Though the impact is most intense in the summer months, when rain is sparse and temperatures are high, droughts actually start to take shape during the winter.
One of the West’s largest and best water reservoirs is snow on mountaintops. Water falls as snow in the winter and stays frozen (ideally) through late spring. When the snow melts, the water runs down into rivers and fills human-made reservoirs, just in time for the summer heat.
The melt runoff is particularly critical in California, where snow on the Sierra Nevada provides about 30% of the state’s water. And one of the areas hardest hit by snow drought this year was the Sierra range.
California has three major reservoir types, said Claudia Faunt, a hydrologist for the California Water Science Center: Surface reservoirs — such as Oroville and Shasta — groundwater, and snowpack, which “melts and feeds the surface water system.”
Faunt told CNN the amount of water in the snowpack and the timing of when it melts is critical for surface reservoirs.
“Reservoirs are managed to have water available to meet the demands of farming and also recreation, and municipal supplies,” Faunt said. “If there’s not much snowpack or it melts a lot earlier, it impacts how reservoir operations are done and how much water is pumped from groundwater.”
Michael Dettinger, a hydrologist for the US Geological Survey, said this year’s snowmelt runoff was bad on several fronts.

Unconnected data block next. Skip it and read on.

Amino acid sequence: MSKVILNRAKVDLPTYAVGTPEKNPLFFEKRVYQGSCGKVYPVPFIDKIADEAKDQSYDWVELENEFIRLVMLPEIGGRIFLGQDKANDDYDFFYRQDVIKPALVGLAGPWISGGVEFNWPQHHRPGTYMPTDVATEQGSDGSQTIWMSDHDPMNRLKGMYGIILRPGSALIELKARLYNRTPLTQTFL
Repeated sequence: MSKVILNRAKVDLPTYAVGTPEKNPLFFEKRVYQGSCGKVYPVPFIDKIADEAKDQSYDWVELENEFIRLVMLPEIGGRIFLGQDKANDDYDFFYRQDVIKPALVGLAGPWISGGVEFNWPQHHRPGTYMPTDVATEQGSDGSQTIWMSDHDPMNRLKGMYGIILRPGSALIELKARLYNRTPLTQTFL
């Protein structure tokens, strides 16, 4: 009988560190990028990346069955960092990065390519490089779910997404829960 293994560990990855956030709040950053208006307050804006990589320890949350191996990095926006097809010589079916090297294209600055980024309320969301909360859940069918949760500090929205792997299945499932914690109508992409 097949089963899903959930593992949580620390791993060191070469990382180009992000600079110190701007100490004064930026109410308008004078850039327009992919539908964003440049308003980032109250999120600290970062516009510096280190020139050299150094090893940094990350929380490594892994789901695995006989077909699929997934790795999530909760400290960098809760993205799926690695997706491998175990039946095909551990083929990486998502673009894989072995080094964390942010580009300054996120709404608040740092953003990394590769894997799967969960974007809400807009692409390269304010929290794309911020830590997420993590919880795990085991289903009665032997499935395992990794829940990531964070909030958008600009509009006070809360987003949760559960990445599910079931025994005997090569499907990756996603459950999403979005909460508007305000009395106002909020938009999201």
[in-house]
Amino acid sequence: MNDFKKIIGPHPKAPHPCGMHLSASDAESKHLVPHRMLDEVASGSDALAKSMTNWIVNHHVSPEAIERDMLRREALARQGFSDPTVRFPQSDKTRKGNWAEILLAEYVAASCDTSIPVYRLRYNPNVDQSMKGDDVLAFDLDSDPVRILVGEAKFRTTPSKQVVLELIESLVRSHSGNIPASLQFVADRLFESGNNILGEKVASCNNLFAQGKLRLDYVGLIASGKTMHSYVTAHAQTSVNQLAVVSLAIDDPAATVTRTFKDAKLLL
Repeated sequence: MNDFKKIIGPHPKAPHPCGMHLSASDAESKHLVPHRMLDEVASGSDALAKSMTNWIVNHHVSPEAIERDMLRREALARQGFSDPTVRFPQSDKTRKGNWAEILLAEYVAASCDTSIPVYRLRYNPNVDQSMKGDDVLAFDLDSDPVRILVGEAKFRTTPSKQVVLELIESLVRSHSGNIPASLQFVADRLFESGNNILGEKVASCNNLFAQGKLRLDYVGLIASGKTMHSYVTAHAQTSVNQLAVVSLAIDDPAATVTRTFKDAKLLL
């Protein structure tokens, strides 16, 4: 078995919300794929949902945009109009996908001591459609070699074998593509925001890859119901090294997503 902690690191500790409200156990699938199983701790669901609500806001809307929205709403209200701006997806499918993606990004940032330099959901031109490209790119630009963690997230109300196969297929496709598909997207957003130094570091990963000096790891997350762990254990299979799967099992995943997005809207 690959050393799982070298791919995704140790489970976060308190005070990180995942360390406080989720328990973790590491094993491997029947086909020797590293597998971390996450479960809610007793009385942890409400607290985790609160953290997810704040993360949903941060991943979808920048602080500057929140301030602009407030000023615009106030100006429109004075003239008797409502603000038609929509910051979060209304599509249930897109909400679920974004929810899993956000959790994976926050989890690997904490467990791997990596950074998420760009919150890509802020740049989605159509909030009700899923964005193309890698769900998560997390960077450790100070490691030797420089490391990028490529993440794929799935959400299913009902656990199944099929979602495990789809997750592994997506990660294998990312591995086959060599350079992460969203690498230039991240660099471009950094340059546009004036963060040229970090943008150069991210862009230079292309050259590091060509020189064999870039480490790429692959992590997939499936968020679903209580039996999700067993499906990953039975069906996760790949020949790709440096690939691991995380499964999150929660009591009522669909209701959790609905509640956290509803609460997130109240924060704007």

The first was the snow drought itself. By April 1, winter precipitation was just 50% of normal, and the snow that did fall contained 40% less water than it normally does.
The second problem was that the air in California has been so dry, the runoff evaporated before it reached the reservoirs.
“After April 1, when the snow that was there started to melt in earnest, the runoff that you would normally expect to show up just didn’t,” Dettinger said. He added that even with the low snowfall, “if runoff had been normal … we’d be in a drought, but maybe one that was only half as bad.”
The water shortage is just one of the impacts of California’s snow drought. The wildfire season is starting earlier and ending later each year, largely due to climate change.
Faunt says that one of the biggest problems Californians are facing is the ability to adapt to the changes in runoff due to the climate crisis.
“The increase in temperatures like we’re having right now tends to make drought more severe and changes the type of precipitation to where we have a lot more heavy downpours,” says Faunt. “The atmospheric rivers deliver most of California’s annual rainfall and they’re tending to become more intense as the atmosphere warms up.”
Heavy downpours may sound like a good thing, but Faunt said that it’s much more difficult to efficiently manage the downpours in California’s water infrastructure to be able to make the water useful.
What’s needed is an efficient way to conserve the available water sources, and better utilize steady sources like snowpack in years it is plentiful.
As the climate changes, the consistent, reliable nature of snowpack becomes more important. But warmer average temperatures and extreme heat waves are melting what is left of the California’s snowpack more rapidly, and drier air is evaporating the runoff.